Occupational Licensing Preemption Bill Teed Up For House Vote, But Dems Have Questions
Rep. Michael Grant’s bill allowing the state to usurp local governments on licensing for certain jobs is heading to a vote by the full House. Meanwhile, Democrats in the chamber are taking a fine-tooth comb to the measure.
The bill is dubbed ‘preemption of occupational licensing.’
“HB 3 is a bill to ensure uniformity in occupational licenses across the state,” Grant explained during Wednesday’s floor session. “The bill clearly and simply prohibits local licensing of occupations unless general law authorizes local licensing and that is the bill.”
Some state agencies and licensing boards regulate occupational licensing for some jobs – and Rep. Michael Grant’s bill would have those entities be the final say. Democratic lawmakers want to know to what extent the state will override local governments on licensure.
Rep. Joe Geller asked for specifics:
“Is there some way that you could tell us everything that would be preempted here, or does such a list exist?”
Grant says no such list exists – as different licensure regulations vary from county to county.
“No, I don’t think I could give you a list of everything that would be preempted,” Grant answered, “because there are 67 counties and how many other municipalities and jurisdictions, that would have local ordinance on any sorts of regulations.”
Rep. Margaret Good wanted to know, based on the type of occupation, who would be affected:
“Is this affecting everyone from hair dressers to contractors,” Good asked. “What’s the scope of this bill?”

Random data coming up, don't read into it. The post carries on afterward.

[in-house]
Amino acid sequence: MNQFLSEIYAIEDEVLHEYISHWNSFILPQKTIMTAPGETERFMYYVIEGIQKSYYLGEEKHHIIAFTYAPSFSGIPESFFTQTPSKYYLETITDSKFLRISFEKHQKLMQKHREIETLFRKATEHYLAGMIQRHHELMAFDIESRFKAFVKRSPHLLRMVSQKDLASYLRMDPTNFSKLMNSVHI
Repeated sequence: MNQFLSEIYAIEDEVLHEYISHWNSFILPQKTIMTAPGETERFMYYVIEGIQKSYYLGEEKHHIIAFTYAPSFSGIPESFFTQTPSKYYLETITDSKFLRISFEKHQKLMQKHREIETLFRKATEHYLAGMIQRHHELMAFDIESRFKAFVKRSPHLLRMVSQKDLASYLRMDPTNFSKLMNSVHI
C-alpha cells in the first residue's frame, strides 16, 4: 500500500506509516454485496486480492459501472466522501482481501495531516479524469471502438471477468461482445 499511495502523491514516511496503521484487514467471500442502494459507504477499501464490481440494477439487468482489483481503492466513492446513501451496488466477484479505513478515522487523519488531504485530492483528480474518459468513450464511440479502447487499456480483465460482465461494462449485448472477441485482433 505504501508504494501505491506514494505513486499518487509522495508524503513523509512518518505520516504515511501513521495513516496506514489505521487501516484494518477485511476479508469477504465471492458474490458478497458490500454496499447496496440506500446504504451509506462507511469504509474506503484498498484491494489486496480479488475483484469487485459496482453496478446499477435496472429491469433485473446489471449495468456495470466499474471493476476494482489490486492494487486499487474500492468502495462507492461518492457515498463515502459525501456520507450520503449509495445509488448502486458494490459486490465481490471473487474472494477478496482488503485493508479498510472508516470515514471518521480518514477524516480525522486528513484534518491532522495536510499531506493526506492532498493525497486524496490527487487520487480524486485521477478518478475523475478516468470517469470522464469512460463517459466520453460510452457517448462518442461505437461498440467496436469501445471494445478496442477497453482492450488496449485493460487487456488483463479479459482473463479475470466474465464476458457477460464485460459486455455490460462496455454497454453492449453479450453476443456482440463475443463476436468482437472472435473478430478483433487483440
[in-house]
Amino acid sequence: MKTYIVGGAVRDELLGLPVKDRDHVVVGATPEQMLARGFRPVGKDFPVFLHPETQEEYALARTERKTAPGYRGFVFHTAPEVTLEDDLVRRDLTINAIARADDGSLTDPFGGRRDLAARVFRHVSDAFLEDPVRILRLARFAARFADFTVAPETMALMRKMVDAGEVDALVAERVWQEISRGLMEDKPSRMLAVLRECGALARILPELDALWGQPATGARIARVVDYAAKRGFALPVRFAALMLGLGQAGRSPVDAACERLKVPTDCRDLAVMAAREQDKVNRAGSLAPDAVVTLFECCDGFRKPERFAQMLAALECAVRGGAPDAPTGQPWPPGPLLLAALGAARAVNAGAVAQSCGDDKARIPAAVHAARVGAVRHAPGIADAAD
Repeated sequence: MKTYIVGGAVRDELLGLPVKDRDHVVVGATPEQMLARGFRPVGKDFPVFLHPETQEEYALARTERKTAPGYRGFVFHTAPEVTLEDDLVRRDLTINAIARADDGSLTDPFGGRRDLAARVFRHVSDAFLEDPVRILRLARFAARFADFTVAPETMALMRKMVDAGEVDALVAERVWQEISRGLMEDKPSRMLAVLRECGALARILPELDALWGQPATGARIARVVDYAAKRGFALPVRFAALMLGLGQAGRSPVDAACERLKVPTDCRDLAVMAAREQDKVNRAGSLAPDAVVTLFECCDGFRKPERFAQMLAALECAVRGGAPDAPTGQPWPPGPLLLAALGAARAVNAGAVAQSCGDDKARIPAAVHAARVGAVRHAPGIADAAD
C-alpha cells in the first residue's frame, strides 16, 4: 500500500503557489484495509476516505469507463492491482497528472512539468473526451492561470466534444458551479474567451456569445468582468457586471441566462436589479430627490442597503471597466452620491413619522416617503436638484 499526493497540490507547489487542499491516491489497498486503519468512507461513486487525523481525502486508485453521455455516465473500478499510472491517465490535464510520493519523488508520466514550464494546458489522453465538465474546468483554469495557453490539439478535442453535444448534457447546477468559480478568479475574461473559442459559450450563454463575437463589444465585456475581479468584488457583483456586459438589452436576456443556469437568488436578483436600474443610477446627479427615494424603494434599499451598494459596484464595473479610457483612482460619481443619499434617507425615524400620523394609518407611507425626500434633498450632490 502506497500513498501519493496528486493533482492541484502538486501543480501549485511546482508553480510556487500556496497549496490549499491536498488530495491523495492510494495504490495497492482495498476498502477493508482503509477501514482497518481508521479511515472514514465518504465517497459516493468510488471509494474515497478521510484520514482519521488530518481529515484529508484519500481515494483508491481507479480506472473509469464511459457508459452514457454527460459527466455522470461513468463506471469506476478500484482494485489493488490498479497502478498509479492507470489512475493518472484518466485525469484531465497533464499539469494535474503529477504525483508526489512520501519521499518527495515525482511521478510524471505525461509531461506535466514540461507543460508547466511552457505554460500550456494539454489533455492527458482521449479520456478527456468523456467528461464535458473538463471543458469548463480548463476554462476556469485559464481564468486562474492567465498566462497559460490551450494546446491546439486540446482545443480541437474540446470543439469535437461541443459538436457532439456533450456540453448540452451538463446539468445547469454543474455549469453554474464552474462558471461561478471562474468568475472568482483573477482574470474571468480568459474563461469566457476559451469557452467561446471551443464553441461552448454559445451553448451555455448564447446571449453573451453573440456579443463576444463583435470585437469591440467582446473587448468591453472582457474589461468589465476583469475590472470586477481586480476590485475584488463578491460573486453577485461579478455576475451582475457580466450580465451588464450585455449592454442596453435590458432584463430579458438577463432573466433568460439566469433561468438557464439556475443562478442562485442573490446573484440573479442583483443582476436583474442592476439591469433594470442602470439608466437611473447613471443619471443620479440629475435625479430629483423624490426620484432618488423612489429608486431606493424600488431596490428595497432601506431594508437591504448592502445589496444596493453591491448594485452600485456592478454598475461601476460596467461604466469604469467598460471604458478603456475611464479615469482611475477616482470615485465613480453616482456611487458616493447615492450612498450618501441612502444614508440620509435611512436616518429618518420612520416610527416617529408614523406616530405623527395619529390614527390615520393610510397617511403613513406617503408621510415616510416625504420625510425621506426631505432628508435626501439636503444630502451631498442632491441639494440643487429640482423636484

The Port Charlotte Republican did have an answer for that.
“It only impacts those occupations that are currently being licensed at the local level that are not authorized at the state level,” Grant said.
Grant did get specific, and gave plenty of examples, about what isn’t affected by his proposal.
“Let me give you some examples of what the bill does not do. It does not impact zoning ordinances, land development agreements, local business taxes, building permit fees, impact fees, franchise fees, inspection fees, storm water fees,” Grant told his colleagues.
Not every community will have the same concerns, and reasons for regulating who can work in what profession. Good used the example of particular local licensing regulations that ensure workers know how much, and what types of fertilizers can be used in occupations like landscaping.
“And there’s many local governments, especially along our coast, that have implemented those kinds of licensure requirements,” the Sarasota Democrat said. “Would this bill preempt that kind of licensure?”
Grant’s answer indicates if a local government does find problems with a particular license being preempted, the onus is on them to bring those concerns back to the legislature.
“First of all, there’s a two-year grandfather clause, so any licensing that is done at the local level now will be okay for the next two years,” Grant explained. “And in that time period, if there is a reason that a local occupational license should be continued, I would suggest that those local governments come here through their representatives and file that bill.”
A similar bill in the Senate, backed by Republican Keith Perry, has stalled. It was temporarily postponed ahead of its second committee hearing.